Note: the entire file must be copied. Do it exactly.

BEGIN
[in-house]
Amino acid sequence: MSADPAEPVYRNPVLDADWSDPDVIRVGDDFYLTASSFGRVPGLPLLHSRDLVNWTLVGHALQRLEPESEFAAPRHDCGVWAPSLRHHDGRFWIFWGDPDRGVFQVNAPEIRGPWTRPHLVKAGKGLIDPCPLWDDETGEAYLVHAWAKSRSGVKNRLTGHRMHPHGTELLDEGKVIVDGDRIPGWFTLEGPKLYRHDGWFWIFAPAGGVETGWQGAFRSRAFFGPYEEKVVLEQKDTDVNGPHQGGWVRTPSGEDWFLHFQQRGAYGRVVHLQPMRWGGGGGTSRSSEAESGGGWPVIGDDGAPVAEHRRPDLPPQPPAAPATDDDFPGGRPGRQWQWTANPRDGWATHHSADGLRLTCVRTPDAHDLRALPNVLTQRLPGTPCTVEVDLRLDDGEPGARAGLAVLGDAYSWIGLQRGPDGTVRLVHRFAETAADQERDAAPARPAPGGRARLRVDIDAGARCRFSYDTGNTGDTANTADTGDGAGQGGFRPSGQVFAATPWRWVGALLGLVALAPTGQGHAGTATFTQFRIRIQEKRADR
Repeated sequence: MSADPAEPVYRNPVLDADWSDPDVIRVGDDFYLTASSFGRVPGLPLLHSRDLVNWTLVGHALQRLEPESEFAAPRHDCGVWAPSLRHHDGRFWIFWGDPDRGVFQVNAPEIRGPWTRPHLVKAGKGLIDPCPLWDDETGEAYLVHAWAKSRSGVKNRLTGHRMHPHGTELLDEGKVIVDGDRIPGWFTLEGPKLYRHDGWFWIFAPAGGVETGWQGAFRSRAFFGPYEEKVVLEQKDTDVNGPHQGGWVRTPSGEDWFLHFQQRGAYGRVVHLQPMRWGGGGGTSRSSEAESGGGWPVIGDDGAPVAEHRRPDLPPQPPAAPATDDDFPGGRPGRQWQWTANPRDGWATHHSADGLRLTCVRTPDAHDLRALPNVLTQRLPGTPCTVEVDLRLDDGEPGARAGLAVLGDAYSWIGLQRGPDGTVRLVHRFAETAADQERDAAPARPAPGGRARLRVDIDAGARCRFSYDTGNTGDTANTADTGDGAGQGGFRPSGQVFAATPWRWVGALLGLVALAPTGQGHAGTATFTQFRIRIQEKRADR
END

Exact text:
[in-house]
Amino acid sequence: MSADPAEPVYRNPVLDADWSDPDVIRVGDDFYLTASSFGRVPGLPLLHSRDLVNWTLVGHALQRLEPESEFAAPRHDCGVWAPSLRHHDGRFWIFWGDPDRGVFQVNAPEIRGPWTRPHLVKAGKGLIDPCPLWDDETGEAYLVHAWAKSRSGVKNRLTGHRMHPHGTELLDEGKVIVDGDRIPGWFTLEGPKLYRHDGWFWIFAPAGGVETGWQGAFRSRAFFGPYEEKVVLEQKDTDVNGPHQGGWVRTPSGEDWFLHFQQRGAYGRVVHLQPMRWGGGGGTSRSSEAESGGGWPVIGDDGAPVAEHRRPDLPPQPPAAPATDDDFPGGRPGRQWQWTANPRDGWATHHSADGLRLTCVRTPDAHDLRALPNVLTQRLPGTPCTVEVDLRLDDGEPGARAGLAVLGDAYSWIGLQRGPDGTVRLVHRFAETAADQERDAAPARPAPGGRARLRVDIDAGARCRFSYDTGNTGDTANTADTGDGAGQGGFRPSGQVFAATPWRWVGALLGLVALAPTGQGHAGTATFTQFRIRIQEKRADR
Repeated sequence: MSADPAEPVYRNPVLDADWSDPDVIRVGDDFYLTASSFGRVPGLPLLHSRDLVNWTLVGHALQRLEPESEFAAPRHDCGVWAPSLRHHDGRFWIFWGDPDRGVFQVNAPEIRGPWTRPHLVKAGKGLIDPCPLWDDETGEAYLVHAWAKSRSGVKNRLTGHRMHPHGTELLDEGKVIVDGDRIPGWFTLEGPKLYRHDGWFWIFAPAGGVETGWQGAFRSRAFFGPYEEKVVLEQKDTDVNGPHQGGWVRTPSGEDWFLHFQQRGAYGRVVHLQPMRWGGGGGTSRSSEAESGGGWPVIGDDGAPVAEHRRPDLPPQPPAAPATDDDFPGGRPGRQWQWTANPRDGWATHHSADGLRLTCVRTPDAHDLRALPNVLTQRLPGTPCTVEVDLRLDDGEPGARAGLAVLGDAYSWIGLQRGPDGTVRLVHRFAETAADQERDAAPARPAPGGRARLRVDIDAGARCRFSYDTGNTGDTANTADTGDGAGQGGFRPSGQVFAATPWRWVGALLGLVALAPTGQGHAGTATFTQFRIRIQEKRADR